Tuesday, November 18, 2014

If You Think Real GDP per Capita Growth Sucks Now...

...then just wait until the unemployment rate is no longer falling. I've claimed this in the past and this post provides the evidence.

The following scatter chart compares the annual change in quarterly real GDP per capita (left scale) to the annual change in the quarterly unemployment rate (bottom scale).

Click to enlarge.

As seen in the chart, real GDP per capita growth kind of sucks right now. Note how far below the red regression trend line we are. Considering how much the unemployment rate has dropped, we should generally be doing much, much better than this. 4% real GDP per capita growth would look about average (vs. our 1.6%).

That's not the worst news though. We know with absolute certainty that the unemployment rate cannot fall forever at its current pace. At some point we'll be on the right side of this chart again. That's just a given. We better not be under the red regression line when that happens or there will be many long-term buy-and-hold investors and pension funds screaming bloody murder. But, as they say, enjoy the "sluggish" party while it lasts.

Why are so many investors optimistic? Lever up? I wouldn't lever up this crappy growth story unless my life depended on it. I think there's a perfectly reasonable explanation why treasury yields are low. To put it bluntly, this economy sucks and will continue to suck over the long-term. The long-term treasury bond market and I are in complete agreement on this (and I have put my money where my mouth is).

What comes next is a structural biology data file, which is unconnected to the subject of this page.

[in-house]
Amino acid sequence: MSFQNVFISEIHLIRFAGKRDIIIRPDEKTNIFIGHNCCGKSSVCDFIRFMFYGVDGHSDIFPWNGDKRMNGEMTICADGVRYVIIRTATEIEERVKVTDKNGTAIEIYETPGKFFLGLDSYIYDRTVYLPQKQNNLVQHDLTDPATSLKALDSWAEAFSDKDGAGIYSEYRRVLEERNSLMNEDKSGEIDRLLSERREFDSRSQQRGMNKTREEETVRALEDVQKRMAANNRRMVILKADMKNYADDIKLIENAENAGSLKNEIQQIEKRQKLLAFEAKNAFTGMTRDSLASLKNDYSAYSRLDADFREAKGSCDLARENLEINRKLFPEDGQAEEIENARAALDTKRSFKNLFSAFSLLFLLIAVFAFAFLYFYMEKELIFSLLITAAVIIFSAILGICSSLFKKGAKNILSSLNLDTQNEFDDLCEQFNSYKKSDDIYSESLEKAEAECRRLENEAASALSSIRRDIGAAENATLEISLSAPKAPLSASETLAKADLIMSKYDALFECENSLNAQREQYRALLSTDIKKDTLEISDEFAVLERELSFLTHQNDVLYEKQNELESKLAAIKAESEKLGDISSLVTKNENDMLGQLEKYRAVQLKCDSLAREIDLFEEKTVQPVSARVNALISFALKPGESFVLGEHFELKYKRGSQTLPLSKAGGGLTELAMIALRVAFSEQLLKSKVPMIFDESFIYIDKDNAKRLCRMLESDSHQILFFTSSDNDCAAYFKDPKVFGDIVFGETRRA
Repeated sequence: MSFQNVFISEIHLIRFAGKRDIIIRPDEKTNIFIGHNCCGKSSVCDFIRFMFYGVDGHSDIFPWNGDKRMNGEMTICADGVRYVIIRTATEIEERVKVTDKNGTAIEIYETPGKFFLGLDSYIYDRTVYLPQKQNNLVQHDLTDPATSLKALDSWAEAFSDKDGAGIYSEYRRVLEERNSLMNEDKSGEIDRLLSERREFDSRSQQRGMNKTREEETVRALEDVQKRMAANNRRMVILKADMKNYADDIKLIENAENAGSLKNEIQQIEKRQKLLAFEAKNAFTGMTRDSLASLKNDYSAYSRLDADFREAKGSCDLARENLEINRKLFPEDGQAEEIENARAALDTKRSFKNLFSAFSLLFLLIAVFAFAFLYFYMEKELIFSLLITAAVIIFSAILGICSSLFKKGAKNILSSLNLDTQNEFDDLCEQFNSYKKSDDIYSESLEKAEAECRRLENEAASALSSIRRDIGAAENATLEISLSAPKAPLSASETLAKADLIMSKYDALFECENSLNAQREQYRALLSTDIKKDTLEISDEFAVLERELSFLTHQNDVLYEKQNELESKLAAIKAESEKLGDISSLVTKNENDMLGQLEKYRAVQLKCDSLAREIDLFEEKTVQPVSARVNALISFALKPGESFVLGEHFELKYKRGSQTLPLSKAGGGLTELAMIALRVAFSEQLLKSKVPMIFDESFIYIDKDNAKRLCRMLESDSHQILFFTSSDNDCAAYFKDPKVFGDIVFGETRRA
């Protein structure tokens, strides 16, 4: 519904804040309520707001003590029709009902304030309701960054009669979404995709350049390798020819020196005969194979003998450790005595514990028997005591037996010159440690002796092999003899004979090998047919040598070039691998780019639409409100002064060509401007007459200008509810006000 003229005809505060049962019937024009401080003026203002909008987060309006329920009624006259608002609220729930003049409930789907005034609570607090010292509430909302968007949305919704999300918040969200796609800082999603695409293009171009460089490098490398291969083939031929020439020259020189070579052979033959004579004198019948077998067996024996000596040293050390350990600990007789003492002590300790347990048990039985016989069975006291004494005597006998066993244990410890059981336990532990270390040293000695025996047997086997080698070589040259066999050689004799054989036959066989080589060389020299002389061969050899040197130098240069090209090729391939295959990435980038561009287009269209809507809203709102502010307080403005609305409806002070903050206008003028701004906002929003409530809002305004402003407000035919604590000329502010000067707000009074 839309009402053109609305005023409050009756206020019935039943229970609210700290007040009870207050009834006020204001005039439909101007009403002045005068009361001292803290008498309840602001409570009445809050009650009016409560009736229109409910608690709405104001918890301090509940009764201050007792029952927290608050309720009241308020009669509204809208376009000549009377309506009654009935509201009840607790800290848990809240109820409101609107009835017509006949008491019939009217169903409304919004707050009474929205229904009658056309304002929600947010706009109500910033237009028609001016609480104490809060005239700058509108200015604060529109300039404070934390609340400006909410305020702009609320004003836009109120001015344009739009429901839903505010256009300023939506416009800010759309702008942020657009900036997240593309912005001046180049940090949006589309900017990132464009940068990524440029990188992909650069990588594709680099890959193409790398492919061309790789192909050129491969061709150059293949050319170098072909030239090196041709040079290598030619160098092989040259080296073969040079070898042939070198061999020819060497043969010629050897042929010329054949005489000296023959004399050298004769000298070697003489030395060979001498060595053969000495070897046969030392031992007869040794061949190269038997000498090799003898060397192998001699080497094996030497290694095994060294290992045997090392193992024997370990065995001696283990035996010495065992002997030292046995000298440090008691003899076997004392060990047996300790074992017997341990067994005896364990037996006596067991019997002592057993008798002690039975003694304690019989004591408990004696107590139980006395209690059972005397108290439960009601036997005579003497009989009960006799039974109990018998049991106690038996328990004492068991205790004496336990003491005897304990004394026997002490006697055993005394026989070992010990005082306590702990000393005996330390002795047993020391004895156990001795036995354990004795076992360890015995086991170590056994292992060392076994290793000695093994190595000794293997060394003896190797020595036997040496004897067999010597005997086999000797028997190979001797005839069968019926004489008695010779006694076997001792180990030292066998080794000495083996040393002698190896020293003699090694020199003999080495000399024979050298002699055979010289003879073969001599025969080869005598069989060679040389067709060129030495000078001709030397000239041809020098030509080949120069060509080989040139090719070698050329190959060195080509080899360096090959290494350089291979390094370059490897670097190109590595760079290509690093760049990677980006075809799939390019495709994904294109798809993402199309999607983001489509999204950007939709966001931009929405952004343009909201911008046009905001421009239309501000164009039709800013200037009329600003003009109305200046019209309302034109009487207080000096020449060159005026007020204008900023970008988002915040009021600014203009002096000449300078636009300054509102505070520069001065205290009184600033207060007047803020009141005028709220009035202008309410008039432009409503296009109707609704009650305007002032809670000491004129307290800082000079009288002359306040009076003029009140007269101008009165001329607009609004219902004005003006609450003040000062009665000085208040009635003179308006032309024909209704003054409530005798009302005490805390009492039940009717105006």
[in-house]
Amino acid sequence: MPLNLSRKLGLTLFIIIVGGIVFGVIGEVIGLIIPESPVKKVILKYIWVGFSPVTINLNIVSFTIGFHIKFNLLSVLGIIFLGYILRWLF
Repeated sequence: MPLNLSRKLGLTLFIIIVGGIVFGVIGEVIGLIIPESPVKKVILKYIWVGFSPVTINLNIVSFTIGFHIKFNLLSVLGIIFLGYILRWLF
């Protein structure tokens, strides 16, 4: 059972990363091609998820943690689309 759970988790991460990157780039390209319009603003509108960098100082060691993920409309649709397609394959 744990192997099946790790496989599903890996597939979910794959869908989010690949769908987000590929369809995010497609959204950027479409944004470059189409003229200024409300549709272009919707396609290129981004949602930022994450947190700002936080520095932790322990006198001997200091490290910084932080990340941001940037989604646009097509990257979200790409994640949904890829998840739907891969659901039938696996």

That said, it is just an opinion that this crappy economy will continue to suck in a most crappy way over the long-term, that it will continue to suck for short-term savers, and that it will eventually suck for most investors (yet again). Your opinions may vary. This is not investment advice.

See Also:
Soft Landings vs. Hard Landings

Source Data:
St. Louis Fed: Custom Chart


Anonymous said...

Wondering what this graph (actually the regression-line) would look like with the various other unemployment U numbers?

Stagflationary Mark said...


Great question!!

The data doesn't go back as far for that, but I can offer a hint.

Unemployment Rate Change vs. U6 Rate Change

Note that the U6 has really been falling lately. You'd therefore be tempted to think we should be doing even better right now.

In any event, we certainly can't chop 2% off the U6 rate each and every year going forward. When that "growth" engine is done, things will get interesting. And when I say interesting, I probably mean terrifying, lol. Sigh.

Gallows humor.

Stagflationary Mark said...


Out of curiosity, I took the U6 Rate and placed a parabola on it since the peak.

If we extrapolate that parabola out, it is expected to hit 0% in January 2020. There's no way it will ever make ti to 0% of course. The trend will fail sooner than that. It will be interesting to see what causes the failure. Sigh.